There are a litany of laws protecting participants from fraud that have helped victims recover their money, but these laws only deal with theft. Fraud can still occur in the absence of outright theft in the form of mere misappropriation of assets, which is a form of embezzlement, defined by the Cornell Law School Legal Information Institute as:
“The fraudulent taking of personal property by someone to whom it was entrusted. It is most often associated with the misappropriation of money. Embezzlement can occur regardless of whether the defendant keeps the personal property or transfers it to a third party“.
And it defines misappropriation as follows:
“(1) Obtaining or exercising unlawful possession over the property of another with the purpose to deprive the owner of the property.
(2) Obtaining property or services offered for sale or compensation without making payment or offering to pay.
(3) Obtaining property or services offered for sale or compensation by means of deception or a statement of past, present or future fact that is instrumental in causing the wrongful transfer of property or services, or using stolen, forged, expired, revoked or fraudulently obtained credit cards or paying with negotiable paper on which payment is refused.
(4) Concealing unpurchased merchandise on or about the person without the knowledge or consent of the seller or paying less than purchase price by deception.
(5) Acquiring or possessing the property of another, with knowledge or reason to believe that the property is stolen.”
#3 applies to the obtaining of services for compensation paid by participants that are not commensurate with the level of services provided. For example, I have documented many instances where financial advisors receive significant and increasing annual compensation despite not providing any services at all and where plan sponsors pay record keepers and administrators increasing annual compensation without making an effort to negotiate or thoroughly compare their services to other comparable providers. These actions demonstrate a failure to meet the reasonable person standard:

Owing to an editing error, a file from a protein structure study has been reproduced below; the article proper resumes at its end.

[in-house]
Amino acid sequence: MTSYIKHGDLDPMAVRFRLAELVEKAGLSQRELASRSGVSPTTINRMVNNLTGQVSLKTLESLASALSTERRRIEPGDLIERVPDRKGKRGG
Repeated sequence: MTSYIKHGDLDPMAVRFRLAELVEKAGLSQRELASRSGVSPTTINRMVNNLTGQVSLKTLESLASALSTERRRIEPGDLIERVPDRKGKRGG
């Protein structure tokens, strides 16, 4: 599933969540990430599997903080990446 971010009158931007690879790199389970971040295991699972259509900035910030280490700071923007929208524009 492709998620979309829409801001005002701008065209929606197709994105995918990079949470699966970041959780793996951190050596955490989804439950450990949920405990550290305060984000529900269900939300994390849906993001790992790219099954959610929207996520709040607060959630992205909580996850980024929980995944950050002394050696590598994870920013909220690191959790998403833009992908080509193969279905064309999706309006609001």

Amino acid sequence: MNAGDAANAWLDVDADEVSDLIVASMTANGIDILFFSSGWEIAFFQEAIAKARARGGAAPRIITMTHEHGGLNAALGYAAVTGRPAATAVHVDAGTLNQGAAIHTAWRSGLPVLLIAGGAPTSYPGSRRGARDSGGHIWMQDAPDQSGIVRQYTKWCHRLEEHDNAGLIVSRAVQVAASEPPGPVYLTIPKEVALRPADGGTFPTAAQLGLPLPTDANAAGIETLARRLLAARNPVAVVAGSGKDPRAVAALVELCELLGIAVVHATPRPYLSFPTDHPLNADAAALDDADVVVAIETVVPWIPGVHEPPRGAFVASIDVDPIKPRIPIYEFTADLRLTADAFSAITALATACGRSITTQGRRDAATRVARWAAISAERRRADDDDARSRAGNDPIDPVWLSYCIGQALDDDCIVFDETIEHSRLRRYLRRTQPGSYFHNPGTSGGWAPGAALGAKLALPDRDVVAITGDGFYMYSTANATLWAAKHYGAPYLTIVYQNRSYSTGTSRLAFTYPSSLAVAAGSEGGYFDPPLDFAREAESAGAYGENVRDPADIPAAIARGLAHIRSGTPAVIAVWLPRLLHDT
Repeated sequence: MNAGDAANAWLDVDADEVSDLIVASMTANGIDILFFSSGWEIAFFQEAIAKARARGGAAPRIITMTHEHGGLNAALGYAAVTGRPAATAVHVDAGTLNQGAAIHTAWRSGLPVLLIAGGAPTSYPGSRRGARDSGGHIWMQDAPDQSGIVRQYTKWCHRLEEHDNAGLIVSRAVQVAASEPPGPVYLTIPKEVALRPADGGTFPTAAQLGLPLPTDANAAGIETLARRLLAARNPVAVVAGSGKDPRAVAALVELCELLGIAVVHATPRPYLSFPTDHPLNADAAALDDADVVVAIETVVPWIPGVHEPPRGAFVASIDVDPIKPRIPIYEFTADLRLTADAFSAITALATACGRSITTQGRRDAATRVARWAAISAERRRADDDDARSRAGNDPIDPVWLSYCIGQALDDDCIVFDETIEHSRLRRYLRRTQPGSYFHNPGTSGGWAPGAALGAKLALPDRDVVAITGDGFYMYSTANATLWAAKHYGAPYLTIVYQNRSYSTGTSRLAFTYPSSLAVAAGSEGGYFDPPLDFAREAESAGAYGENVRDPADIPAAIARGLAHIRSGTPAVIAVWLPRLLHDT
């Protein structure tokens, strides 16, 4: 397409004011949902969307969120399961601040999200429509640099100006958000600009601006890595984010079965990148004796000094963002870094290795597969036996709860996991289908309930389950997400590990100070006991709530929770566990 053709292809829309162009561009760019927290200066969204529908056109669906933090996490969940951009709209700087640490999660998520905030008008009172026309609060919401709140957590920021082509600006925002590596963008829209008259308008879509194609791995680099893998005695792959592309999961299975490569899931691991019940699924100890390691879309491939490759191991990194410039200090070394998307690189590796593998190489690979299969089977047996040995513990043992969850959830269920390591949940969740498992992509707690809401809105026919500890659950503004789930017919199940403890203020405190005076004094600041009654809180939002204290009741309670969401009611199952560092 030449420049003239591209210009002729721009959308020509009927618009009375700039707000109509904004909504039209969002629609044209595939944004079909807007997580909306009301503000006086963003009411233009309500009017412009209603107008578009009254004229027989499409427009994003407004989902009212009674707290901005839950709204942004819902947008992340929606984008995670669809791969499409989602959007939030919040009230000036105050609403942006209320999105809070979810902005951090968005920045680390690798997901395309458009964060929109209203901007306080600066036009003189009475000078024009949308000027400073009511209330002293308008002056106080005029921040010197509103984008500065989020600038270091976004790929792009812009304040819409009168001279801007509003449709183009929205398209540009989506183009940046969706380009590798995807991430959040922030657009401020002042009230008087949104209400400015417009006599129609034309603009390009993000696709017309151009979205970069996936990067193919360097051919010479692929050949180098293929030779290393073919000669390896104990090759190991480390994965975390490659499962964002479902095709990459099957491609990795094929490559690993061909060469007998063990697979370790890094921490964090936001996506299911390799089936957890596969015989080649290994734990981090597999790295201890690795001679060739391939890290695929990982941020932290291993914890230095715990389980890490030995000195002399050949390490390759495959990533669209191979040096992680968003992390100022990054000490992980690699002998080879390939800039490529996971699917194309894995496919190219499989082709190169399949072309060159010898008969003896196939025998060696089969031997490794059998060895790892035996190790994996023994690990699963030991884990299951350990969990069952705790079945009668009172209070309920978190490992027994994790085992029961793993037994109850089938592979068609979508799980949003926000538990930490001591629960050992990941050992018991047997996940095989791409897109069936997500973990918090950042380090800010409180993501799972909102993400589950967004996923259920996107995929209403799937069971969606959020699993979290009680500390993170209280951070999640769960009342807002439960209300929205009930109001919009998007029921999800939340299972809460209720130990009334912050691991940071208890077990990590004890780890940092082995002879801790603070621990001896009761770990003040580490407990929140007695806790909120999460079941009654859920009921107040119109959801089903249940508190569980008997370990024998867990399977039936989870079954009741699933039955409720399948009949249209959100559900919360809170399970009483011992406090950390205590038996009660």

“The so-called reasonable person in the law of negligence focuses on how a typical person, with ordinary prudence, would act in certain circumstances. The test as to whether an individual has acted as a reasonable person is an objective one, and so it doesn’t take into account the specific abilities of a defendant. Thus, even a person who has low intelligence or is chronically careless is held to the same standard as a more careful person or a person of higher intelligence.”
Unfortunately, this type of financial abuse primarily occurs in smaller plans that the Department of Labor lacks the resources to focus on and litigation firms don’t care about because they don’t have enough money to make pursuing legal action worth their time. So if you are a participant in your company’s retirement plan, it’s up to you to let your employer know about the excessive fees you are being charged. See my previous post if you want to know how you can take action.